October 21st, 2014
After The New York Times released a report indicating that lawyers in President Obama's administration were considering taking a position that the Convention Against Torture applies only to acts of torture committed within the United States, CJA sent U.S. officials a letter strongly urging them to maintain that torture is illegal everywhere. Click here to read the letter.
Second Trial Against Former Khmer Rouge Leaders Begins
October 17th, 2014
The second trial against former Khmer Rouge leaders Nuon Chea and Khieu Samphan began on October 17, 2014. The trial will address a wider scope of charges against the two leaders, including genocide, crimes against humanity, war crimes, and forced marriage. This will be the final trial against the two senior leaders. To learn more about the trial, click here.
CJA Announces New Executive Director
Human rights leader Dixon Osburn has been named the new Executive Director of CJA. We are excited to welcome Dixon, an experienced, visionary leader with a long-life passion for, and commitment to, human rights. Dixon has more than 20 years of experience as an entrepreneur, leader, manager, political strategist, and fundraiser. Click here to read more.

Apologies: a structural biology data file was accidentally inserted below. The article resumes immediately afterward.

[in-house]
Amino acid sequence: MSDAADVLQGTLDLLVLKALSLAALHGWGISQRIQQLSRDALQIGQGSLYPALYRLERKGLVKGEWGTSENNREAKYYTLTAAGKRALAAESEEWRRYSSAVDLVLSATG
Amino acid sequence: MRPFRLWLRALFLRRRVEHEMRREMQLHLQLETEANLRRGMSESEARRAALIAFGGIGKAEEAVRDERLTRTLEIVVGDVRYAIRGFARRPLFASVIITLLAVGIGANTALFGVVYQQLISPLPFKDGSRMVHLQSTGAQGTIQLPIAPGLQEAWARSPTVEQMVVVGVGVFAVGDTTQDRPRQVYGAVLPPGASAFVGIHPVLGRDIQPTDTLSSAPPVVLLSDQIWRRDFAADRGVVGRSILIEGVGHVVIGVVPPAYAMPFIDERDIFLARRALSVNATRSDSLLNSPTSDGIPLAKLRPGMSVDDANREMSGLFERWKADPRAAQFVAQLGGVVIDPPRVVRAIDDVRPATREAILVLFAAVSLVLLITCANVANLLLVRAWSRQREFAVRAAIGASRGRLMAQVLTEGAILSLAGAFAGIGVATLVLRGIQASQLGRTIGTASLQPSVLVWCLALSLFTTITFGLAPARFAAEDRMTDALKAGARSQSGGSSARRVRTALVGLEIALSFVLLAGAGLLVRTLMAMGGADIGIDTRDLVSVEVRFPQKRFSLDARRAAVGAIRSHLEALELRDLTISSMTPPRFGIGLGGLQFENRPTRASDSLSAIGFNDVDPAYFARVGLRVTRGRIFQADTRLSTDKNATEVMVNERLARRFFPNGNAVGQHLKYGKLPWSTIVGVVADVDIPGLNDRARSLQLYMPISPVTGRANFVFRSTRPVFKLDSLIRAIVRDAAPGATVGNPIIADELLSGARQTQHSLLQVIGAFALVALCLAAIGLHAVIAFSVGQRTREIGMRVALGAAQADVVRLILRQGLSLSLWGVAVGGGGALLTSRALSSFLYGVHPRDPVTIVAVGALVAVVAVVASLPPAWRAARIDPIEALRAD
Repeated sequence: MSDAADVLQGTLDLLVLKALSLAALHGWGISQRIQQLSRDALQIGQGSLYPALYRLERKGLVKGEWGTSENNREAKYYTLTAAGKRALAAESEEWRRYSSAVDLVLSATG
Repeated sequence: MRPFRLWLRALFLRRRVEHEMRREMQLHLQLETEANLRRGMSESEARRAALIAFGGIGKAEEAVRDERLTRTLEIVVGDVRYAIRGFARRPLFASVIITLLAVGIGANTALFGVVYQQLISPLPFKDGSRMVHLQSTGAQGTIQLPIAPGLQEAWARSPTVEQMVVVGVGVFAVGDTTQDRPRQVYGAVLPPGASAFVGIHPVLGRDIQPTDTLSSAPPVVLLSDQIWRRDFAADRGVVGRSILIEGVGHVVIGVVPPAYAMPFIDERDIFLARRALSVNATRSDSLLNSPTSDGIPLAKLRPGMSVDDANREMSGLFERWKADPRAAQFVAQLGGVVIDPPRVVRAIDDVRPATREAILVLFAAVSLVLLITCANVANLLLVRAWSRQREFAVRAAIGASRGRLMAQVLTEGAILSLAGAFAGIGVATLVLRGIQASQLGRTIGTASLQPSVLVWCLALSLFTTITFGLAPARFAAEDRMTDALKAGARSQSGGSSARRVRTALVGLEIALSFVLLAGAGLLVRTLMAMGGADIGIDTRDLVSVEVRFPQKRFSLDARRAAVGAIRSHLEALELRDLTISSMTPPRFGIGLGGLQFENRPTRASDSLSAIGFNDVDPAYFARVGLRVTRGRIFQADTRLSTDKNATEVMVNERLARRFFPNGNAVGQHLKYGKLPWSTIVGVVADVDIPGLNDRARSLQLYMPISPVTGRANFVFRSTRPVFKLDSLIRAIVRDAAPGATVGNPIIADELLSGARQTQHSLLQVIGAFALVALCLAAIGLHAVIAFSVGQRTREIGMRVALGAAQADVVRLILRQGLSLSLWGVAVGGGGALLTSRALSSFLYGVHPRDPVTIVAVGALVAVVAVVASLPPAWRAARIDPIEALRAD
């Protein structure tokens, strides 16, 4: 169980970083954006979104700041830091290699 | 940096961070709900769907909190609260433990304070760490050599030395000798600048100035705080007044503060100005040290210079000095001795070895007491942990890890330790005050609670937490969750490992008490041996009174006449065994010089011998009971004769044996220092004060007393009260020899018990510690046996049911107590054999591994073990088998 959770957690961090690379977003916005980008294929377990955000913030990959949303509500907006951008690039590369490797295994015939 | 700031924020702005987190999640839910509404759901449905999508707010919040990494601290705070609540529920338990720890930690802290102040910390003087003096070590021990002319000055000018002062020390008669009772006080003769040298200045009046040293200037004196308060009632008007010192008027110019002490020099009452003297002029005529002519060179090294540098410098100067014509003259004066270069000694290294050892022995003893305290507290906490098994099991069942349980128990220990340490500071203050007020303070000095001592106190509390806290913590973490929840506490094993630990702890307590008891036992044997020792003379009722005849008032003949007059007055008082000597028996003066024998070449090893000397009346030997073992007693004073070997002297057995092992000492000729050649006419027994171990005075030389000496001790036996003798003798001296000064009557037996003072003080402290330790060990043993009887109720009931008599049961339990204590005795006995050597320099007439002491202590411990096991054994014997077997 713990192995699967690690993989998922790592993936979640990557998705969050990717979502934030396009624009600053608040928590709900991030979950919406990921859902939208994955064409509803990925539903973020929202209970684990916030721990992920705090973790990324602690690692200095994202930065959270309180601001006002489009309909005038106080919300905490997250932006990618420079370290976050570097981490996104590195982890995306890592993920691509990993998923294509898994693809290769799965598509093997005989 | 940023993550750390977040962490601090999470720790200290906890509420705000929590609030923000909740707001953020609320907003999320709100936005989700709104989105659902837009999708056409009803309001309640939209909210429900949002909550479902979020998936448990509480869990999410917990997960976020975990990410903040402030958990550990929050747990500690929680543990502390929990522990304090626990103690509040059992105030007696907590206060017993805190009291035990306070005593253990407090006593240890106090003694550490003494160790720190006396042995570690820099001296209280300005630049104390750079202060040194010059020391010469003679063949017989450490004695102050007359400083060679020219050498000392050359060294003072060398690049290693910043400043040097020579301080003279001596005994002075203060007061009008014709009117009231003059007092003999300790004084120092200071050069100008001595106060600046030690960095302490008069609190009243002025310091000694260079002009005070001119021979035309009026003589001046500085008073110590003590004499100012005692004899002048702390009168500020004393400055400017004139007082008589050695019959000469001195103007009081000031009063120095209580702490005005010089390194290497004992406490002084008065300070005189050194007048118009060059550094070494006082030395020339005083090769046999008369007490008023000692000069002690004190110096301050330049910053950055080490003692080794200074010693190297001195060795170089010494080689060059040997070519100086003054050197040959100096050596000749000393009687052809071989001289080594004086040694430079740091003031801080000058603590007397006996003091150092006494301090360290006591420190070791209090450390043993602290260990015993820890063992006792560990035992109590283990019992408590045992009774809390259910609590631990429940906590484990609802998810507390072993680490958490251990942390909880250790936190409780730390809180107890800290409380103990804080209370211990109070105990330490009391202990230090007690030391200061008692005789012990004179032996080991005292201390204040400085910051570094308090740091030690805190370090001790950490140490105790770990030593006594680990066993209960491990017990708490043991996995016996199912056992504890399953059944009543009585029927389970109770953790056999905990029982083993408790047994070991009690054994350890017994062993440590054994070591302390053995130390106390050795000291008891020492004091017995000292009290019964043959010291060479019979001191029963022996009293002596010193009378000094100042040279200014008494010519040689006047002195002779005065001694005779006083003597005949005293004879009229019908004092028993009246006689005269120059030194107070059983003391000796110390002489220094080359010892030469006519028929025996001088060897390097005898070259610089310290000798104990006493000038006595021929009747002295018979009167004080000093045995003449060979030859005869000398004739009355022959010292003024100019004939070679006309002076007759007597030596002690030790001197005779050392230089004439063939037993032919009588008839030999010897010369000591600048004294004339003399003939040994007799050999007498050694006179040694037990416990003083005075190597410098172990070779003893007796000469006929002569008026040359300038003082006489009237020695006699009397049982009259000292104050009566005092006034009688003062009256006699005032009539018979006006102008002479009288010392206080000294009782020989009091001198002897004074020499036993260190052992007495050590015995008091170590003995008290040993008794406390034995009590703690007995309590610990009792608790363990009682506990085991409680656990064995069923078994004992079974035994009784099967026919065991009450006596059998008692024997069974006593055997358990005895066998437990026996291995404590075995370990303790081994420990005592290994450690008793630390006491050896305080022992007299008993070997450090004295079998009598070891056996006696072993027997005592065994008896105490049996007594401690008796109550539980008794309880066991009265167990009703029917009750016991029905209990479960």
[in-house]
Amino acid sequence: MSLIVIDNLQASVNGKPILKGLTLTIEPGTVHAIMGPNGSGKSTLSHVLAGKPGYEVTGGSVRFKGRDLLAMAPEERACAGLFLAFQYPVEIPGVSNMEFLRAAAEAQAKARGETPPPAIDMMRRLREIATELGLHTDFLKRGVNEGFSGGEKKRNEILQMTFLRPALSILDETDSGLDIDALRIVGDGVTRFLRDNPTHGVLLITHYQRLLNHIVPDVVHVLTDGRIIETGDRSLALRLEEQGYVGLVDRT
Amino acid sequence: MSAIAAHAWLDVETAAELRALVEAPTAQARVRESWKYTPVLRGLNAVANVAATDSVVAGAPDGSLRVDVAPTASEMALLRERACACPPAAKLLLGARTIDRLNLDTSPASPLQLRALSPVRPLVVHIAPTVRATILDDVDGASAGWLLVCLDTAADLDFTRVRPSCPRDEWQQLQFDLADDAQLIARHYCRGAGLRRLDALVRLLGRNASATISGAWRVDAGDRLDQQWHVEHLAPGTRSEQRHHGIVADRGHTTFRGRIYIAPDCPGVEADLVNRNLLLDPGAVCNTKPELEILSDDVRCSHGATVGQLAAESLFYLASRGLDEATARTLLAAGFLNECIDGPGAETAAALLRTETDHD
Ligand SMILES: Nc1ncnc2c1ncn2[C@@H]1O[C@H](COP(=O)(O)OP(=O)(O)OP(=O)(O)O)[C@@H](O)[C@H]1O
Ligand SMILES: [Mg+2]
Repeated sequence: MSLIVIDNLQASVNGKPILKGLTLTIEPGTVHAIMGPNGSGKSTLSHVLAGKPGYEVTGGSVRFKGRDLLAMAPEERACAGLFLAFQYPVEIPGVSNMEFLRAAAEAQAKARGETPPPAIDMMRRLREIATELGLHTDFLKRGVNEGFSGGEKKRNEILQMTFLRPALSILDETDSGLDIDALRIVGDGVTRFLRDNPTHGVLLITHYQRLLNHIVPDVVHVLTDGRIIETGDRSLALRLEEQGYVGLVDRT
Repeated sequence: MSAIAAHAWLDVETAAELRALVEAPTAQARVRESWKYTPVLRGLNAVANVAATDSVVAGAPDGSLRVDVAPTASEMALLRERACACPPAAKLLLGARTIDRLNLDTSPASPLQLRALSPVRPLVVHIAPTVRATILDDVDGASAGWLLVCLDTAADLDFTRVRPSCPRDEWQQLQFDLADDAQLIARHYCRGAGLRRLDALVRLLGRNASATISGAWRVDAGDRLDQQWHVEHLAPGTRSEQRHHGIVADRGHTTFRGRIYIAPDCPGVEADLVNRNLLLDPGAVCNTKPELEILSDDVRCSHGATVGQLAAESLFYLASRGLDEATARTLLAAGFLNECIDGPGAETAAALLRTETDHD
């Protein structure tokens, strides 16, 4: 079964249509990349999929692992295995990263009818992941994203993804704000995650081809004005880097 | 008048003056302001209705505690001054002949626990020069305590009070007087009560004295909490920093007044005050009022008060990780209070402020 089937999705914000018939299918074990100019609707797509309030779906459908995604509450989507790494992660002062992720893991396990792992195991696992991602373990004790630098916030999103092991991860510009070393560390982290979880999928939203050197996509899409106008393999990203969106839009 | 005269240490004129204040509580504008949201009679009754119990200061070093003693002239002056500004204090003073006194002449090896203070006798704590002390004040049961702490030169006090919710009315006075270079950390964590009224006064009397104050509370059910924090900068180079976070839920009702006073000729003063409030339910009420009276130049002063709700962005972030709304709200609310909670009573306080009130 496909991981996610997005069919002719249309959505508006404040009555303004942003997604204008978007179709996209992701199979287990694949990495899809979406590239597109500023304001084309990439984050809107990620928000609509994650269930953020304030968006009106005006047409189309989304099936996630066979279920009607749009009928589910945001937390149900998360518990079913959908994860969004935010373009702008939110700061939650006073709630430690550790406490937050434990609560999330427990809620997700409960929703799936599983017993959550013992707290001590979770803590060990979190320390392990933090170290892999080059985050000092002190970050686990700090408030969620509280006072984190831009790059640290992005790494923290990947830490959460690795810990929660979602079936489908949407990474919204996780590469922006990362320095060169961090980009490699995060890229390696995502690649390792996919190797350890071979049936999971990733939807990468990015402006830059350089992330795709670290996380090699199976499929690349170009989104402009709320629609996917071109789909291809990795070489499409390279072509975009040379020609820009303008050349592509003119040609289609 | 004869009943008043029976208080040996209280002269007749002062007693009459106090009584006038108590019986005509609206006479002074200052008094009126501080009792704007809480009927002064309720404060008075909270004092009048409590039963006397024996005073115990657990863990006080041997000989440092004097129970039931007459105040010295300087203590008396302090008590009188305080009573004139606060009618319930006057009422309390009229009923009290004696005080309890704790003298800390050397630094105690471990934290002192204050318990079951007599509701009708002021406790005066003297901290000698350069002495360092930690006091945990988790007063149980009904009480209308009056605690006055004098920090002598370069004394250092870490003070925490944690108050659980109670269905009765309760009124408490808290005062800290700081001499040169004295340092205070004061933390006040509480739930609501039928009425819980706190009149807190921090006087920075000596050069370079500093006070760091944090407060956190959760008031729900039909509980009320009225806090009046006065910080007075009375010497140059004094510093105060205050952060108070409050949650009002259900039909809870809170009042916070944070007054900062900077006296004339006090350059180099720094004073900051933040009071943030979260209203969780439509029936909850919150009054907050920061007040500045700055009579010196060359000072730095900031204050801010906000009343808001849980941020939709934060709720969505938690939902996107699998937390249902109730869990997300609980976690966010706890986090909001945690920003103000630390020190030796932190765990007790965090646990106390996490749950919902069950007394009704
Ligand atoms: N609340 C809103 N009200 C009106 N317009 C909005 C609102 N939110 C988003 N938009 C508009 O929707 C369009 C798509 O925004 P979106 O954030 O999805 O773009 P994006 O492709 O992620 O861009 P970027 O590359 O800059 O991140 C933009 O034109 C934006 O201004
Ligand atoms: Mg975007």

"Baby Doc" Duvalier Dead at 63: Death Cheats Justice
October 6th, 2014
Notorious Haiti dictator "Baby Doc" Duvalier died on October 4, 2014. His death cuts short a long overdue trial for crimes against humanity that held a glimmer of hope for his victims. Under Duvalier’s command, an estimated 300 to 4,000 political prisoners were held incommunicado in a network of prisons. Many died from torture, starvation, denial of medical care, or summary execution. With Duvalier’s death, his prosecution in Haiti will no doubt be closed, but Haiti’s reckoning with its troubled past must not end. Click here to read more.
Khieu Samphan and Nuon Chea Found Guilty